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 Table of Contents  
ORIGINAL ARTICLE
Year : 2022  |  Volume : 5  |  Issue : 1  |  Page : 31-34

Indications of implant removal: A retrospective study in a government tertiary care hospital


Department of Orthopaedics, Mandya Institute of Medical Sciences, Mandya, Karnataka, India

Date of Submission19-Nov-2021
Date of Decision17-Dec-2021
Date of Acceptance18-Dec-2021
Date of Web Publication15-Mar-2022

Correspondence Address:
G Prashanth
Department of Orthopaedics, 601 B, Doctors Quarters, Mandya Institute of Medical Sciences, Mandya-571401, Karnataka
India
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Source of Support: None, Conflict of Interest: None


DOI: 10.4103/jodp.jodp_34_21

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  Abstract 


Introduction: Metallic implant inserted for orthopedic fracture fixation may be removed for a variety of reasons. There is little consensus if such implant be removed routinely after fracture union. Hence, in our study, we would like to determine the indications for implant removal. Materials and Methods: This is a retrospective study of all cases of implant removal at the Orthopaedic Department of Mandya Institute of Medical Sciences, Mandya, Karnataka, India, from January 2019 to December 2020. Relevant information of patients were extracted and analyzed. Results: The study included 217 patients; there are 161 males and 56 females with a male-to-female ratio of 2.87. The peak age group is 16–30 years with a mean age group of 36.2 years. Distal tibia/ankle (15.66%) is the most common site for implant removal. Tibia (35.4%) is the most common bone. Plates and screws (38.7%) is the most common implant. Patients' request (31.7%) is the most common indication followed by surgeon request (25.8%), prominent hardware (21.6%), infection (17.5%), and failure (3.4%). About 37.7% of implants were removed before 12 months. Conclusion: Patients' request was the most common indication as they wanted implant to be removed and long-term effects of internal implant were not known. Surgeon request is the second most common indication, especially in the pediatric age. Prominent hardware was the third most common indication group as implants were impinging. Infection and implant failure were the other mandatory indications for implant removal.

Keywords: Implant, implant removal, orthopedic implant, patient request


How to cite this article:
Prashanth G, Mahendra Kumar K L, Shivaprakash S S, Dushyantha M C. Indications of implant removal: A retrospective study in a government tertiary care hospital. J Orthop Dis Traumatol 2022;5:31-4

How to cite this URL:
Prashanth G, Mahendra Kumar K L, Shivaprakash S S, Dushyantha M C. Indications of implant removal: A retrospective study in a government tertiary care hospital. J Orthop Dis Traumatol [serial online] 2022 [cited 2022 May 24];5:31-4. Available from: https://www.jodt.org/text.asp?2022/5/1/31/339680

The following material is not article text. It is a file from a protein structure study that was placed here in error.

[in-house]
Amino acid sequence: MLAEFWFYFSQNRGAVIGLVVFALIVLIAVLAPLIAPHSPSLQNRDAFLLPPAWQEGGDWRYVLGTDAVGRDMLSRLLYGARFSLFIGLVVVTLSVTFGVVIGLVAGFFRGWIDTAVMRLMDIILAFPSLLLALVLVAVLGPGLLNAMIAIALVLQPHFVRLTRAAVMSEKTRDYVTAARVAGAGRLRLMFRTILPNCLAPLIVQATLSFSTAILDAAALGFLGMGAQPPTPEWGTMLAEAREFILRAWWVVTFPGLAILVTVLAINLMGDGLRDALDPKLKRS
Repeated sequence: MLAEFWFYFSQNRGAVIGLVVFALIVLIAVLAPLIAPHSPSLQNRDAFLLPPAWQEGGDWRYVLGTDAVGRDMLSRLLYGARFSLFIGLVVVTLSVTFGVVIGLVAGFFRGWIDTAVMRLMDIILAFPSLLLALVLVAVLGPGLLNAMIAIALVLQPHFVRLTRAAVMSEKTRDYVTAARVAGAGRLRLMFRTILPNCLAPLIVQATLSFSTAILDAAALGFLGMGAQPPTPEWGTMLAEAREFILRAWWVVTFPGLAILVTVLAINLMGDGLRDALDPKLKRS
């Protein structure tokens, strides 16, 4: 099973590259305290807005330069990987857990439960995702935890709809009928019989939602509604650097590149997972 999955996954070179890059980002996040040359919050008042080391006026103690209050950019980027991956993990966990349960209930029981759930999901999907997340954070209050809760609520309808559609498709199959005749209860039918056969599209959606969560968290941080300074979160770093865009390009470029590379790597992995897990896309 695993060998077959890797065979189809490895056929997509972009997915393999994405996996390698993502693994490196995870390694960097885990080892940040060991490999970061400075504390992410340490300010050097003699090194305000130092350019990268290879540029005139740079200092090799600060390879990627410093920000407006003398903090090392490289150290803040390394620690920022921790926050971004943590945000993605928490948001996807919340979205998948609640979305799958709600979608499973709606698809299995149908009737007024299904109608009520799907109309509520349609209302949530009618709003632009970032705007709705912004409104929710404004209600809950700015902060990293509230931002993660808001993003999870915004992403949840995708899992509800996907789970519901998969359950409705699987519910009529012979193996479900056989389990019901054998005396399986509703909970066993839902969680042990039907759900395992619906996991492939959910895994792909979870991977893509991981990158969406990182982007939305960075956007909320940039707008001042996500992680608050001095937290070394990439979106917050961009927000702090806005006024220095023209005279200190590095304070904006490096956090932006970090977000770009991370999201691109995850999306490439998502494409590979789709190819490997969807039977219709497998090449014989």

Introduction Top


Fracture management has improved along with the advance of technology. For different bone and site of fracture, precontoured plates and nails are available. Hardware after fracture union may be detected as a foreign object by the body itself and produce reaction against it.[1] Metallic implant inserted for orthopedic fracture fixation may be removed for a variety of reasons. There is little consensus if such implant be removed routinely after fracture union.[2]

To avoid disturbances to the growing skeleton, it may be necessary to remove implants early in children. Most patients wonder when metallic hardware will be removed. Infection, nonunion, migration of the implant, deformity or refracture requiring fixation, issue of pain relief, and local irritating symptoms favor implant removal procedures. Deep late infection, metal allergy or toxicity, tumorigenicity, hardware migration, metal failure, and secondary fracture at plate ends are the concerns with retaining metal implant.[3]

The (medical) indications for surgical removal of these metal implants are not well defined and a variety of viewpoints with large differences in opinions and practices between surgeons, countries, patients, anatomical locations, and implant materials exist.[2]

Hence, in our study, we would like to determine the indications for orthopedic implant removal used for internal fixation.


  Materials and Methods Top


The study was undertaken after taking approval from institutional ethics committee and scientific committee. This is a retrospective record-based study. The patient who underwent orthopedic implant removal surgery in the study period between January 1, 2019, and December 31, 2020, a period of 2 years were included in the study. The records were obtained from operation theater register and case sheets were obtained from record section and analyzed. Two hundred and seventeen patients whose records were found and who underwent orthopedic implant removal used for internal fixation at the Department of Orthopaedics, Mandya Institute of Medical Sciences (MIMS) were included in the study. Only those patients who were admitted and operated for implant removal were included. The records were analyzed for demographic data, clinical diagnosis and treatment, type of bone with implant, indication for implant removal, duration of implant before removal, and type of implant removed.

The total number of patients is 217.

Inclusion criteria

  1. Patients who underwent implant removal in the Orthopaedic Department at MIMS, Mandya, Karnataka, India, between January 1, 2019, and December 31, 2020
  2. Implant used for internal fixation or replacement
  3. Patients whose records are obtained.


Exclusion criteria

  1. Oromaxillary and dental implants
  2. Implant used for external fixation
  3. Implant removal done without admission and outside the operation theater.